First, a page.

August 2012


A Sprinkling of Notes
By John Ashmen

Earlier this month, Willow Creek Association held its annual Global Leadership Summit. An estimated 160,000 church and ministry leaders attended via satellite linkup in various cities. It’s likely some of you participated.

August has been a full month at AGRM (and it’s still not over!). I was not going to attend the Summit, but because the venue in Colorado Springs was just across the creek—literally a stone’s throw away—I was able to get into a few of the sessions.

Several antidotes and one-liners from keynote speakers hit their mark with me. In fact, I’ve already passed a few of them on to your peers during conversations I’ve had since the summit.

For this issue of Executive Session, I decided to spare you the dunk of a longer article and sprinkle you instead with a few of my Global Leadership Summit notes. Read each one and then ponder it for a few minutes. I have no doubt that many will hit their mark with you, too.   

Bill Hybels:

“God didn’t make you a leader to respond to stuff every day. He made you a leader to move your organization forward.”

“Don’t make a case for why you must move [your organization] to a new level until you build the case for why you can’t stay where you are.”

Condoleezza Rice:

 “Don’t focus on today’s headlines. Today’s headlines and history’s judgment are rarely the same.”

 “Someone who is willing to do almost anything [to achieve his or her goals] is very dangerous.”

 “Don’t play the resignation card unless you plan to use it.”

 Jim Collins:

“Creativity comes naturally. Discipline does not. But discipline helps us get rid of the stuff that stands in the way of creativity.”

“Your organization is not truly great unless it is great without you.”

Craig Groeschel:

“God values maturity. If you’re not dead, you’re not done.”

“Do not just delegate tasks to the next generation, because that only produces followers. Instead, delegate authority, because that produces leaders.”

 “Honoring publically results in influence privately.”

William Ury:

“When you’re angry, you will make the best speech you will ever regret.”

“One of the greatest powers we have in negotiation is the power not to react.”

“President Lincoln was called out by a woman who was angry that he was providing assistance to the opposition. She told him in no uncertain terms that he needed to destroy his enemies, not pander to them. Lincoln pondered [this and] then responded slowly, ‘Madam, do I not destroy my enemies when I make them my friends?’”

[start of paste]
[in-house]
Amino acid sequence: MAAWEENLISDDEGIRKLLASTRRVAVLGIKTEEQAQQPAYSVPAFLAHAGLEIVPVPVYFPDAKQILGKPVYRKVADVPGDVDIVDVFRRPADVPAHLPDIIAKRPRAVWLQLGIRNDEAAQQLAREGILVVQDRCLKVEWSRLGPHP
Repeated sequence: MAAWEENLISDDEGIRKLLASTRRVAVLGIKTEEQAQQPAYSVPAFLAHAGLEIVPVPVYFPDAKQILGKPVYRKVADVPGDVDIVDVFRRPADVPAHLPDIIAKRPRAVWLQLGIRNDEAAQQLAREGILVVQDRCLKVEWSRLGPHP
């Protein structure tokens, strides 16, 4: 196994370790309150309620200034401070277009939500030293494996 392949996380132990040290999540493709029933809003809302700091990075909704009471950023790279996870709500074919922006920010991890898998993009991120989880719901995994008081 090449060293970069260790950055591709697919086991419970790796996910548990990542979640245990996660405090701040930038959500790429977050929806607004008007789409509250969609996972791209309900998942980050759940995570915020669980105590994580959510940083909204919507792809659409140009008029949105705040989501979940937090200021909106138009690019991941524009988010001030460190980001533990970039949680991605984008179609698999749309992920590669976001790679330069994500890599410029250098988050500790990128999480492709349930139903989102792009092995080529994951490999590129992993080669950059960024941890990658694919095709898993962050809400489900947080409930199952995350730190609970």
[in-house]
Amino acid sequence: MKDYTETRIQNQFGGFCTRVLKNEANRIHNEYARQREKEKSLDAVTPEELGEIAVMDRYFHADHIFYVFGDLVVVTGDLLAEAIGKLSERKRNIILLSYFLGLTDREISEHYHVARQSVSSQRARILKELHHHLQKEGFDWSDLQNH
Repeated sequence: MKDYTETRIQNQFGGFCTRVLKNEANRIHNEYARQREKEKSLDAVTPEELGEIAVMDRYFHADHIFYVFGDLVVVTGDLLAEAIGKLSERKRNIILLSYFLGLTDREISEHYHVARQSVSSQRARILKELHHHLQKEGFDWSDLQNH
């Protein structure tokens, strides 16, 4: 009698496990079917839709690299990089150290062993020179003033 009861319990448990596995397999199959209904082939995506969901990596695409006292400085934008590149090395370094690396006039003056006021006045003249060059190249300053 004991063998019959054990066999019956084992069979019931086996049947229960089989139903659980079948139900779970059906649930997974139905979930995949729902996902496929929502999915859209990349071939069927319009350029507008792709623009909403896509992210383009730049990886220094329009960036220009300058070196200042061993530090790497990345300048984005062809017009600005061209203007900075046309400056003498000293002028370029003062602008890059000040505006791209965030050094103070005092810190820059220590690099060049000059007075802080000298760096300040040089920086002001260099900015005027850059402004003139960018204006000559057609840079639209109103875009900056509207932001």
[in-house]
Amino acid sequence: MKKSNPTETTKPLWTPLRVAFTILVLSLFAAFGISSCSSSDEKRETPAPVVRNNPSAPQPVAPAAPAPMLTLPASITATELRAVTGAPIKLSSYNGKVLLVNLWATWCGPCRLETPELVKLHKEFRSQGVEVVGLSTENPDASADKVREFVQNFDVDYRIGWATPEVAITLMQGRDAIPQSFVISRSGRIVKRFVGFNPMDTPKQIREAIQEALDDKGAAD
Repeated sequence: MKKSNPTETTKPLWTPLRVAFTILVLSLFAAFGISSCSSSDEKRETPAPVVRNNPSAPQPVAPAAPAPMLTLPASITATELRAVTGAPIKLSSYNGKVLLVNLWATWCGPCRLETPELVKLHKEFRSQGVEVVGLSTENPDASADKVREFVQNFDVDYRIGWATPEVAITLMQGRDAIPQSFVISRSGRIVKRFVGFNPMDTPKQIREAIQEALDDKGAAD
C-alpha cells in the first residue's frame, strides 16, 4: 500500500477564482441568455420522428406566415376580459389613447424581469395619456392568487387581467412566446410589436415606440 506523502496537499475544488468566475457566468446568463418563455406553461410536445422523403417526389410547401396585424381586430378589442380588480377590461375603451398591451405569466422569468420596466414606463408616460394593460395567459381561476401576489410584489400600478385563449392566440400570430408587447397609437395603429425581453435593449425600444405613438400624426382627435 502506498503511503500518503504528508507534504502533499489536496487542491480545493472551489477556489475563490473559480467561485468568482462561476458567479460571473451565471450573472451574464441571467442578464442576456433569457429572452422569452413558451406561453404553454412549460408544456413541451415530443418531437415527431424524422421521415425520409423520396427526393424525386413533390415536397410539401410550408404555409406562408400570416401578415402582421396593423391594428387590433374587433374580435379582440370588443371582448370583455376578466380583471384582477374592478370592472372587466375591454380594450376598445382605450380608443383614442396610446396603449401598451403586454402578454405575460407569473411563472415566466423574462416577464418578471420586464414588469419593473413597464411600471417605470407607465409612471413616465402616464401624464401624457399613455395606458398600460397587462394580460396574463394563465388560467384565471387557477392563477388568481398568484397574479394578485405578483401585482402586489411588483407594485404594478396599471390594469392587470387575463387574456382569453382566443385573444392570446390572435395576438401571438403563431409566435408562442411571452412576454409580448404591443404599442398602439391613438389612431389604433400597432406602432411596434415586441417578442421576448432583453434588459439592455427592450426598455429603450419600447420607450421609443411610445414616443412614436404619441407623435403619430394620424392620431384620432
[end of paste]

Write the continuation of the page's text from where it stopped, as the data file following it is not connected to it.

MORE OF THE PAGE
I have two things to share with you in this section. The first is a brief final reminder about the upcoming CEO Summit in New York City, September 25 to 27. The second is a powerful reminder of why AGRM puts energy into helping launch missions.

With the CEO Summit a little over a month away, CEOs seem to be rushing to register—better late than never! Three signed up just last week. We are now using our overflow hotel (where I and Board Chair Brad Meuli will be staying).

We made one change to the program: AGRM Government Liaison Rhett Butler will not conduct a session about post-election action steps. That time slot will instead be used for a session titled “A Frank Talk about the Four Biggest Secrets of CEOs.”

On the last day of the summit, we will join 1,500 city ministry leaders in Manhattan for something called Movement Day. AGRM will be featured, along with World Vision, the Luis Palau Evangelistic Association, and other national ministries. There will be some unforgettable speakers, including Tim Keller.

Mission executive directors and presidents: If you would like to get one of the last spots, go to the CEO Summit page; look for registration information at the bottom, and follow the instructions. You can also call Lisa Miller at (719) 266-8300, extension 107.


The second thing I want to share with you in this section is the burdening I am again having for something that has been called expansion—starting missions where people desperately need them.

Yesterday I was in Portland, Maine, the state’s largest city with a downtown population of 66,000 and a metro population of half a million. Homelessness there is overwhelming. It seems like all of the evangelical churches have moved out of downtown. The stately brick building that once housed First Baptist—a place I remember from my college days—is now a restaurant. On Exchange Street, a homeless hippie sells his slapdash lighthouse paintings on pieces of slate that used to be the roof of another grand church.